2020 TOKYO SUMMER OLYMPIC GAMES
- When: Pool swimming: Saturday, July 24 – Sunday, August 1, 2021
- Open Water swimming: Wednesday, August 4 – Thursday, August 5, 2021
- Where: Olympic Aquatics Centre / Tokyo, Japan
- Heats: 7 PM / Semifinals & Finals: 10:30 AM (Local time)
- Full aquatics schedule
- SwimSwam Event Previews
- Entry Lists
- Live Results
- Day 3 Prelims Heat Sheet
Tonight’s four prelims events will feature all four reigning world record-holders.
The women’s 200 free is the highlight, because the world record-holder doesn’t come in as the gold medal favorite. Italy’s Federica Pellegrini has been a staple of the world swimming stage in this event winning World Championships medals in 2009 (gold), 2011 (gold), 2013 (silver), 2015 (silver), 2017 (gold) and 2019 (gold). Despite that decade of dominance and her world record from 2009, Pellegrini comes into the event trailing Australia’s Ariarne Titmus, a 20-year-old breakout star who went 1:53.0 at Australian Olympic Trials to rattle Pellegrini’s 12-year-old record.
And you can’t count out 2016 Olympic champ Katie Ledecky of the United States. Titmus, Pellegrini, and Ledecky will lead the three circle-seeded heats tonight.
Ledecky will swim twice in the session – she’s also the top seed and gold medal favorite in the 1500 free, where she’s the runaway world record-holder.
In between, Hungary’s Kristof Milak heads the 200 fly, where he broke Michael Phelps’ world record back at the 2019 World Championships. And in the 200 IM, Hungary’s Katinka Hosszu is the world record-holder and reigning Olympic champ. She’s won four consecutive world titles in the event.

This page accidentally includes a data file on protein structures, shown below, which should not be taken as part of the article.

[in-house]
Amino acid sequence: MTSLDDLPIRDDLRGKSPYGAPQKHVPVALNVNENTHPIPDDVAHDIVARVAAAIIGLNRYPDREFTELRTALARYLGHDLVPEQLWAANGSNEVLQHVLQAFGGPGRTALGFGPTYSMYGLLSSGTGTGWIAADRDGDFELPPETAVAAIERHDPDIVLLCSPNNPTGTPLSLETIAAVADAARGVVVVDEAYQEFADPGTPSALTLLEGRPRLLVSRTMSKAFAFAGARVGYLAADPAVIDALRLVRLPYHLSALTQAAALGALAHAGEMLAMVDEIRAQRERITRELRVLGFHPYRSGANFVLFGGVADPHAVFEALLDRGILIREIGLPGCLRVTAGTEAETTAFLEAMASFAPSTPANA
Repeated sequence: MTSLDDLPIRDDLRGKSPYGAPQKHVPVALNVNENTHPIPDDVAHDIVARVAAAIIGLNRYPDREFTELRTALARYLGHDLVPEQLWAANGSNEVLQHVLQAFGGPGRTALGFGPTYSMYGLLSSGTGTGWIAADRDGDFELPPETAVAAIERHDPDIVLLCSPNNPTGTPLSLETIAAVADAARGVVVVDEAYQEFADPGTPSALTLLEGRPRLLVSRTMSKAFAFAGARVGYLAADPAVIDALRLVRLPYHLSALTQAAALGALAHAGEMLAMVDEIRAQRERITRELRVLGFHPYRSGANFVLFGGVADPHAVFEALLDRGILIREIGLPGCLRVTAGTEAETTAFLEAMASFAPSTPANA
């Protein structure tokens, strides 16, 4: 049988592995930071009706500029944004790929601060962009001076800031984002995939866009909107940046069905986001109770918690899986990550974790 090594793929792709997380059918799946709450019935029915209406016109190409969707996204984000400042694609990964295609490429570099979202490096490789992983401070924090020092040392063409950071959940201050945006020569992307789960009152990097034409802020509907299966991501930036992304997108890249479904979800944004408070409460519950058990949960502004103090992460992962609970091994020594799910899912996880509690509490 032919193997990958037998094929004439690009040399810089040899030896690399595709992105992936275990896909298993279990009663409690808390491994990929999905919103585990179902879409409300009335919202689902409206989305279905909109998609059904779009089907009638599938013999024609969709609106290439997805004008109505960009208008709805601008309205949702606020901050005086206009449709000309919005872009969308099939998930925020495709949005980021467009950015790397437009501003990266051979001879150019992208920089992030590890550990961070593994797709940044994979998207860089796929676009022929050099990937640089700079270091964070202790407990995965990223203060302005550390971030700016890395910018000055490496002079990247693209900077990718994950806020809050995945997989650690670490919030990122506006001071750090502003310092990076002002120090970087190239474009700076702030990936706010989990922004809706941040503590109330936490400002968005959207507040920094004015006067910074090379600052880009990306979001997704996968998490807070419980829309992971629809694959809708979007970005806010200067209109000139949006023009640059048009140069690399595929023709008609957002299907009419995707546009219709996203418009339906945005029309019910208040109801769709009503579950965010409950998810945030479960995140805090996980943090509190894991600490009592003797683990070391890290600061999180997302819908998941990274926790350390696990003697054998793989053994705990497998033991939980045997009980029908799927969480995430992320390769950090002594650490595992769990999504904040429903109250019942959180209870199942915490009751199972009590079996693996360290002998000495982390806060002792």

Women’s 200 freestyle
- World Record: Federica Pellegrini (ITA) – 1:52.98 (2009)
- Olympic Record: Allison Schmitt (USA) – 1:53.61 (2012)
- World Junior Record: Yang Junxuan (CHN) – 1:55.43 (2019)
- 2016 Olympic Champion: Katie Ledecky (USA) – 1:53.73
- SwimSwam Event Preview – Women’s 200 freestyle
Top 16 Qualifiers:
- Katie Ledecky (USA) – 1:55.28
- Penny Oleksiak (CAN) – 1:55.38
- Madison Wilson (AUS) – 1:55.87
- Ariarne Titmus (AUS) – 1:55.88
- Summer McIntosh (CAN) – 1:56.11
- Yang Junxuan (CHN) – 1:56.17
- Barbora Seemanova (CZE) – 1:56.38
- Siobhan Haughey (HKG) – 1:56.48
- Isabel Gose (GER) – 1:56.80
- Charlotte Bonnet (FRA) – 1:56.88
- Freya Anderson (GBR) – 1:56.96
- Allison Schmitt (USA) – 1:57.10
- Annika Bruhn (GER) – 1:57.15
- Erika Fairweather (NZL) – 1:57.26
- Federica Pellegrini (ITA) – 1:57.33
- Valeriia Salamatina (ROC) – 1:58.33
There were no earth-shattering times in heats of the women’s 200 free, but the event was probably faster than it could have been, with so many of this morning’s 400 free finalists returning to qualify here. Katie Ledecky is coming off of her first-ever individual loss in an Olympic final, and she bounced back nicely with the top time in heats.
Ledecky was 1:55.28, only about a tenth slower than she went at U.S. Trials in the final. She’s still about six-tenths of a second off her season-best of 1:54.44 from the Mission Viejo Pro Swim Series.
Both Canadians had nice swims. Penny Oleksiak broke 1:56 for the first time in her career, qualifying second behind Ledecky. And 14-year-old Summer McIntosh cut almost a tenth of a second to finish 5th.
Australia will also advance two to the semifinals. Madison Wilson went 1:55.87 and 400 free gold medalist Ariarne Titmus 1:55.88, joining Ledecky and Oleksiak as the only swimmers under 1:56 in heats.
Most of the top contenders moved on, though two-time defending world champ Federica Pellegrini of Italy barely snuck in in 15th. She was still a full second from missing semis, though, as the depth dropped off precipitously.